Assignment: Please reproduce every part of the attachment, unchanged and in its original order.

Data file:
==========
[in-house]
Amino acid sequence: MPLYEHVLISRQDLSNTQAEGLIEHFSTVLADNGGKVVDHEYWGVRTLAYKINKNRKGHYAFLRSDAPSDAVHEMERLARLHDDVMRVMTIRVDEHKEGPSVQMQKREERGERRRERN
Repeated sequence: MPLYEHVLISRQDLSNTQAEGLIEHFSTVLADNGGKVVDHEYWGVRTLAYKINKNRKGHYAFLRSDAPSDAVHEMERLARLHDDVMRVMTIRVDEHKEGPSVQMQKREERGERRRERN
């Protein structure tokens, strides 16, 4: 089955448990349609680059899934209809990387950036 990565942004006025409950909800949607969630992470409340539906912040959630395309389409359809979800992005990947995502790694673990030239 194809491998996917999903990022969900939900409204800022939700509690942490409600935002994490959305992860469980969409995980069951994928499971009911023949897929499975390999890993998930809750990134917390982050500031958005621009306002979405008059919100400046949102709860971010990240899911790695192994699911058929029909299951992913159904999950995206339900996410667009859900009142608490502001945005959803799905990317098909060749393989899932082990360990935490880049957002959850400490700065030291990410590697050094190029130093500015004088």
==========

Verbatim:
[in-house]
Amino acid sequence: MPLYEHVLISRQDLSNTQAEGLIEHFSTVLADNGGKVVDHEYWGVRTLAYKINKNRKGHYAFLRSDAPSDAVHEMERLARLHDDVMRVMTIRVDEHKEGPSVQMQKREERGERRRERN
Repeated sequence: MPLYEHVLISRQDLSNTQAEGLIEHFSTVLADNGGKVVDHEYWGVRTLAYKINKNRKGHYAFLRSDAPSDAVHEMERLARLHDDVMRVMTIRVDEHKEGPSVQMQKREERGERRRERN
């Protein structure tokens, strides 16, 4: 089955448990349609680059899934209809990387950036 990565942004006025409950909800949607969630992470409340539906912040959630395309389409359809979800992005990947995502790694673990030239 194809491998996917999903990022969900939900409204800022939700509690942490409600935002994490959305992860469980969409995980069951994928499971009911023949897929499975390999890993998930809750990134917390982050500031958005621009306002979405008059919100400046949102709860971010990240899911790695192994699911058929029909299951992913159904999950995206339900996410667009859900009142608490502001945005959803799905990317098909060749393989899932082990360990935490880049957002959850400490700065030291990410590697050094190029130093500015004088």